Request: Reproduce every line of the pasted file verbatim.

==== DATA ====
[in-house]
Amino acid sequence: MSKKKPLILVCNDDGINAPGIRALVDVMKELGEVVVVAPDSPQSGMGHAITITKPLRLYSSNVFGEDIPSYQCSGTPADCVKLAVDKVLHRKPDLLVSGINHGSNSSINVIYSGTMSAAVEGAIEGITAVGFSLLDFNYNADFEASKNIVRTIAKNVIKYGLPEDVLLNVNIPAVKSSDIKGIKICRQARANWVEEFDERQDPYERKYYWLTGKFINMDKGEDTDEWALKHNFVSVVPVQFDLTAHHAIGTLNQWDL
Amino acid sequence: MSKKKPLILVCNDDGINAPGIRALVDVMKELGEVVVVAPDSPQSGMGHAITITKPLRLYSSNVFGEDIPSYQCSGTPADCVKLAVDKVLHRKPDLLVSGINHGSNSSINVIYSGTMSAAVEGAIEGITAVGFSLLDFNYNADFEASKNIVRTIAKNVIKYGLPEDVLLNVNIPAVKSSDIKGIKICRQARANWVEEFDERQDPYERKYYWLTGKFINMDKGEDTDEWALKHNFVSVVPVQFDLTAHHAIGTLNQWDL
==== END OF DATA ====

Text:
[in-house]
Amino acid sequence: MSKKKPLILVCNDDGINAPGIRALVDVMKELGEVVVVAPDSPQSGMGHAITITKPLRLYSSNVFGEDIPSYQCSGTPADCVKLAVDKVLHRKPDLLVSGINHGSNSSINVIYSGTMSAAVEGAIEGITAVGFSLLDFNYNADFEASKNIVRTIAKNVIKYGLPEDVLLNVNIPAVKSSDIKGIKICRQARANWVEEFDERQDPYERKYYWLTGKFINMDKGEDTDEWALKHNFVSVVPVQFDLTAHHAIGTLNQWDL
Amino acid sequence: MSKKKPLILVCNDDGINAPGIRALVDVMKELGEVVVVAPDSPQSGMGHAITITKPLRLYSSNVFGEDIPSYQCSGTPADCVKLAVDKVLHRKPDLLVSGINHGSNSSINVIYSGTMSAAVEGAIEGITAVGFSLLDFNYNADFEASKNIVRTIAKNVIKYGLPEDVLLNVNIPAVKSSDIKGIKICRQARANWVEEFDERQDPYERKYYWLTGKFINMDKGEDTDEWALKHNFVSVVPVQFDLTAHHAIGTLNQWDL